“Here’s Q-Tip and Dilla sampling all the great jazz names I’ve heard from Roy,” enthuses Badu, referring to tracks like “Get a Hold” from the album “Beats, Rhymes & Life” by Tribe in 1996. “I dug deeper, listened more to the sampled original compositions and [incorporated those influences] into what my merge is. Roy was the root of it.

During Badu’s college years, she remained in close contact with Hargrove, recalling all of her early releases such as 1992’s “The Vibe” and the trumpeter’s rendition of the Cahn/Style classic “The Things We Did Last Summer.”

“I listened to this song every day and was so proud of my friend,” she says. “I decided that when I put out records, he would be on all of them.” These albums range from 1999’s “Mama’s Gun” to 2003’s “Worldwide Underground” (where Badu and Hargrove sing Donald Byrd’s “Think Twice,” a track she calls “hilarious” due to the trumpeter’s scatting), and on his “New Amerika Part 1” from 2008.

“We never lost contact,” she recalls. “It was a story of twin souls, never in a romantic sense, but something where we understood each other. I didn’t think I was a good singer. Roy always told me, though, ‘You sing really well. ‘ These words, while simple, resonate with me to this day.

Badu also talks about the intuitive musical connection she had with the trumpeter. While recording “Mama’s Gun” at Electric Lady Studios in New York, she said no one but Hargrove could perform her arrangements. “There wasn’t much conversation,” she recalls. “He listened to her, nodded. If he needed a trombone or a sax to broaden the sound, he would ask. There weren’t many words between us. We haven’t talked about music. We embodied it. I never underestimated his ability to feel what I felt as a singer. We trusted each other. »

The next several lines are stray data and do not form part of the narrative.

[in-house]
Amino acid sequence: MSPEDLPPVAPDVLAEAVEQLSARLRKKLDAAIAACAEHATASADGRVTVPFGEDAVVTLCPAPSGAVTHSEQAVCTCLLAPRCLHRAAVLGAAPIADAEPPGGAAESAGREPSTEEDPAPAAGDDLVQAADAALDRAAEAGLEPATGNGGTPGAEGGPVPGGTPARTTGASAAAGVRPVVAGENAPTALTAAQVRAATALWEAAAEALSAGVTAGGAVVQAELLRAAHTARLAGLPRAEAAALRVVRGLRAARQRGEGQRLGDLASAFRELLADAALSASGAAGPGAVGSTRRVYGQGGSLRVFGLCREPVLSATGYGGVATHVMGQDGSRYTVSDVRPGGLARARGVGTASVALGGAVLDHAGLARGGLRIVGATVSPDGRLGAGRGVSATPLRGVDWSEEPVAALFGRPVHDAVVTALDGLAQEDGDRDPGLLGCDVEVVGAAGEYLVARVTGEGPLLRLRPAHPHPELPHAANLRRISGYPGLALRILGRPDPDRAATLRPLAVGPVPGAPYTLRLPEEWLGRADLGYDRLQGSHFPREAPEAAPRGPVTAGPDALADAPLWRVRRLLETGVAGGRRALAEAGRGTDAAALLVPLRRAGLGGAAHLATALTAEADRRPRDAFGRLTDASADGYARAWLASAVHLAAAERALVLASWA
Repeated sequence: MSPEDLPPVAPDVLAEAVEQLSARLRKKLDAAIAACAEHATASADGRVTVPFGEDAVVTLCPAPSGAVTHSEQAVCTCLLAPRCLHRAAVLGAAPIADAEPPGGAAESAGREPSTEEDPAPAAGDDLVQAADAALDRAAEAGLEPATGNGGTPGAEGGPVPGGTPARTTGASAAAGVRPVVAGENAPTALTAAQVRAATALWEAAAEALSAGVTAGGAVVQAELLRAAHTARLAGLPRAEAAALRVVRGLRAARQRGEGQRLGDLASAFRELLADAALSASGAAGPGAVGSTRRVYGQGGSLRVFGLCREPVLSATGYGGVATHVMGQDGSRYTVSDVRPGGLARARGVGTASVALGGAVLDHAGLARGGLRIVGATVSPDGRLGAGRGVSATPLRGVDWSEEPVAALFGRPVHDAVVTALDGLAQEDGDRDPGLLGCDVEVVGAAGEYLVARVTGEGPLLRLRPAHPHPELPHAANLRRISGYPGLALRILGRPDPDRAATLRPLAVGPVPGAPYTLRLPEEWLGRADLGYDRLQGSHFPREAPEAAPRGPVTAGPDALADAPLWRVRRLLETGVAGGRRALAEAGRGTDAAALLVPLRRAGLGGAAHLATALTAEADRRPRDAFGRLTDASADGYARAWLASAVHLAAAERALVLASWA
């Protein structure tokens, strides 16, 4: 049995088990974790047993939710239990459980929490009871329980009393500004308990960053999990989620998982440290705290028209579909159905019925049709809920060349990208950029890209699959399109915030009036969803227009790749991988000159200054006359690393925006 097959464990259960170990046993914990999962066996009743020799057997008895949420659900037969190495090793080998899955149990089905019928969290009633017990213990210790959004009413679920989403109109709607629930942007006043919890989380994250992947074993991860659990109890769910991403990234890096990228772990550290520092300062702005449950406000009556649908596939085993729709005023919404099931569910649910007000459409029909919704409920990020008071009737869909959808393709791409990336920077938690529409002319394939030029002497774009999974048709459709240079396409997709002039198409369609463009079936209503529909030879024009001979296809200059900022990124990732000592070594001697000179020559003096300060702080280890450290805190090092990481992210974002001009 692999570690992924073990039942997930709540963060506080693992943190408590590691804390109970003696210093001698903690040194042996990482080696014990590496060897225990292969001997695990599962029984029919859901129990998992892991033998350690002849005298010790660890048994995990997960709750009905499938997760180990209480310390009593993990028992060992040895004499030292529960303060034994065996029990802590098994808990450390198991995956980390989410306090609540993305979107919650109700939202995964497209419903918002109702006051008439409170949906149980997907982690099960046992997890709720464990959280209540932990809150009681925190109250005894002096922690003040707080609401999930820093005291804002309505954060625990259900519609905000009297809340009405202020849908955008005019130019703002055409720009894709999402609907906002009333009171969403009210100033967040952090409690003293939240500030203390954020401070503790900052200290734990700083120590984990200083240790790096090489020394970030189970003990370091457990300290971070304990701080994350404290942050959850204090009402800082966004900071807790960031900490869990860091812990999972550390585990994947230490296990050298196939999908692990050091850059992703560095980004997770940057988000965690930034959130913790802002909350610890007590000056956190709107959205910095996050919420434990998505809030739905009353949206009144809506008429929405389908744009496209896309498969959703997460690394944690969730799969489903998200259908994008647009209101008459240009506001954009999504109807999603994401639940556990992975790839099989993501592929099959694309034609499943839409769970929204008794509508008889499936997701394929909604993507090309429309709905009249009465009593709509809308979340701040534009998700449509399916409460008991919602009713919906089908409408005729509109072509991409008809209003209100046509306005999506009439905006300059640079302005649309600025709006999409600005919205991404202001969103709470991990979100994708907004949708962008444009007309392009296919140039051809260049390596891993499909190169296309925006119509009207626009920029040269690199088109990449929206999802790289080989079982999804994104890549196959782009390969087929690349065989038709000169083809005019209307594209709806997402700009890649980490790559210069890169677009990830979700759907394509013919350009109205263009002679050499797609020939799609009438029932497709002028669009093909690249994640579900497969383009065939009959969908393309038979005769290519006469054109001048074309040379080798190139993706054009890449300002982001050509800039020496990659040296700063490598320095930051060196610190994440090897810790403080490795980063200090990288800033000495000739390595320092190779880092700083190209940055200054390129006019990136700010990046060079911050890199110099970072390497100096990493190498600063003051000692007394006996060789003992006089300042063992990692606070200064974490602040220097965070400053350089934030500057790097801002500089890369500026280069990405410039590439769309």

However, the documentary does not dodge his struggles with drug addiction (in 2014 he pleaded guilty to cocaine possession and was sentenced to two days of community service) and long-standing kidney disease and dialysis. Henri’s documentary also delves into Hargrove’s relationship with manager Larry Clothier, who is described as a father figure to the trumpet player, but whose intentions were questioned by several people interviewed in the doc.

“Eliane’s draft [of the film], how dark it was attracted me,” says Badu. “It hurts. I could feel the intensity of his choices. Eliane’s passion and support for Roy was clear throughout the film.

After attending a celebration of Hargrove’s life and work in Texas in 2018, Badu was introduced to Hargrove’s friend Henri and her goal of finishing a documentary she had started filming, on tour. , during the last year of Hargrove’s life.